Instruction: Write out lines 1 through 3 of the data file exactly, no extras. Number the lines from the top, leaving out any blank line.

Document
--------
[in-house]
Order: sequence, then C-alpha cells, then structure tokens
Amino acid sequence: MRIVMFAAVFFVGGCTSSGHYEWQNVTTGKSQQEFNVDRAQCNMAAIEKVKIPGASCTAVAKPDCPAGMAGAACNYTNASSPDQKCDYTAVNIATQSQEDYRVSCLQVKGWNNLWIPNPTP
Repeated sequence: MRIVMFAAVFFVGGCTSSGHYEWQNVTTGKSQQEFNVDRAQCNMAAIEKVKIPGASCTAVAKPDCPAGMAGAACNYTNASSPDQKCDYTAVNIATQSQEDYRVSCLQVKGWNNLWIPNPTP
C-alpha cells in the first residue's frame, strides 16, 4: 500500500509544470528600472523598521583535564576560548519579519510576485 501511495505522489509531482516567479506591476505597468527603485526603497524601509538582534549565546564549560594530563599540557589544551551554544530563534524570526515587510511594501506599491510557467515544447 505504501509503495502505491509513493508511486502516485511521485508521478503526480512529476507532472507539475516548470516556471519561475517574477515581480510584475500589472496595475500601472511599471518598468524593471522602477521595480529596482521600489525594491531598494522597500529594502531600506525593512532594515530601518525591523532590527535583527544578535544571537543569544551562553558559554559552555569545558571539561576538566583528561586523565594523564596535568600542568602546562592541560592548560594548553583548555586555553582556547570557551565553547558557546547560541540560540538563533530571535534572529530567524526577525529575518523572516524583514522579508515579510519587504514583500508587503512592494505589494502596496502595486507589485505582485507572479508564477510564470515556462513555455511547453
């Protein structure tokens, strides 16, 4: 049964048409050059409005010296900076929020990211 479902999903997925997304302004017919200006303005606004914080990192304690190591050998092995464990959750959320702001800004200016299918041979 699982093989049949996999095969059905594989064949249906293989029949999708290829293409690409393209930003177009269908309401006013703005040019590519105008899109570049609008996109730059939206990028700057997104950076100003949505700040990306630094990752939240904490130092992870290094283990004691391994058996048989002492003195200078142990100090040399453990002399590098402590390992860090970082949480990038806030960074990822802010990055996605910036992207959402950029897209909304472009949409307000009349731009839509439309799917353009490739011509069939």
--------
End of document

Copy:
[in-house]
Order: sequence, then C-alpha cells, then structure tokens
Amino acid sequence: MRIVMFAAVFFVGGCTSSGHYEWQNVTTGKSQQEFNVDRAQCNMAAIEKVKIPGASCTAVAKPDCPAGMAGAACNYTNASSPDQKCDYTAVNIATQSQEDYRVSCLQVKGWNNLWIPNPTP